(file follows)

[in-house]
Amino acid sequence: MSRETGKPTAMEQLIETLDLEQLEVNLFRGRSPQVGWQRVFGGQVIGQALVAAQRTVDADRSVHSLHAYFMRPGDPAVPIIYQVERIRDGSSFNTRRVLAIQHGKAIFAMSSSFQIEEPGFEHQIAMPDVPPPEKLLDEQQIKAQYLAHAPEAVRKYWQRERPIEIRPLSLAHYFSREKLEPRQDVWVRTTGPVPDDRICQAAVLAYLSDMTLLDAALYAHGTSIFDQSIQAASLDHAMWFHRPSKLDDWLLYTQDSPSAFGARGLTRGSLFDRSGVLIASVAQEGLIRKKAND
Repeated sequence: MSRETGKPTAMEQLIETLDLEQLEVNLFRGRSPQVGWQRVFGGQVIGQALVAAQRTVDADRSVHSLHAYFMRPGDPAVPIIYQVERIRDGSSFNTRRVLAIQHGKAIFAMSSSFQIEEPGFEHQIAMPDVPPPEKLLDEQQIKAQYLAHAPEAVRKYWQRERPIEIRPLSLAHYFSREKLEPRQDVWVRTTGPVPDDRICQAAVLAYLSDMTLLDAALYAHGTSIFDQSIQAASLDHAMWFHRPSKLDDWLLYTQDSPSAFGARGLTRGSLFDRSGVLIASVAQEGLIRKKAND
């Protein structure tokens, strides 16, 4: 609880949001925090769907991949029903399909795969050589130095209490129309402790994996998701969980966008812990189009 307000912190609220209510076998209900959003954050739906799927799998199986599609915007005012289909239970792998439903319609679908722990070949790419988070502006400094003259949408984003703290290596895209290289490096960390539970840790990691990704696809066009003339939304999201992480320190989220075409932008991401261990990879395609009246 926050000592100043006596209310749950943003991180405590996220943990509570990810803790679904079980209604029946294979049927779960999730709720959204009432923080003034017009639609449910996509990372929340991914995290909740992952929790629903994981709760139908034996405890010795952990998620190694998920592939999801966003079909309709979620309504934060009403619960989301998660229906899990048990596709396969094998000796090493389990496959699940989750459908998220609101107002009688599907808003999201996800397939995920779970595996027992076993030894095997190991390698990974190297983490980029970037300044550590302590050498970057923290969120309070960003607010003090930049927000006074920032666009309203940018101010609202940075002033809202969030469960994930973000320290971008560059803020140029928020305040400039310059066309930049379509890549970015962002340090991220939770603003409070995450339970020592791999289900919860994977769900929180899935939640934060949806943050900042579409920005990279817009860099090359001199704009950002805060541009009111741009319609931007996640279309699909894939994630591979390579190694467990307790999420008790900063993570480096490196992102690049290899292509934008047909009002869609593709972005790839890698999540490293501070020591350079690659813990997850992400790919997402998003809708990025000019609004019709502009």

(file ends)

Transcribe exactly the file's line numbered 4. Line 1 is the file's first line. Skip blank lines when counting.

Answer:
């Protein structure tokens, strides 16, 4: 609880949001925090769907991949029903399909795969050589130095209490129309402790994996998701969980966008812990189009 307000912190609220209510076998209900959003954050739906799927799998199986599609915007005012289909239970792998439903319609679908722990070949790419988070502006400094003259949408984003703290290596895209290289490096960390539970840790990691990704696809066009003339939304999201992480320190989220075409932008991401261990990879395609009246 926050000592100043006596209310749950943003991180405590996220943990509570990810803790679904079980209604029946294979049927779960999730709720959204009432923080003034017009639609449910996509990372929340991914995290909740992952929790629903994981709760139908034996405890010795952990998620190694998920592939999801966003079909309709979620309504934060009403619960989301998660229906899990048990596709396969094998000796090493389990496959699940989750459908998220609101107002009688599907808003999201996800397939995920779970595996027992076993030894095997190991390698990974190297983490980029970037300044550590302590050498970057923290969120309070960003607010003090930049927000006074920032666009309203940018101010609202940075002033809202969030469960994930973000320290971008560059803020140029928020305040400039310059066309930049379509890549970015962002340090991220939770603003409070995450339970020592791999289900919860994977769900929180899935939640934060949806943050900042579409920005990279817009860099090359001199704009950002805060541009009111741009319609931007996640279309699909894939994630591979390579190694467990307790999420008790900063993570480096490196992102690049290899292509934008047909009002869609593709972005790839890698999540490293501070020591350079690659813990997850992400790919997402998003809708990025000019609004019709502009």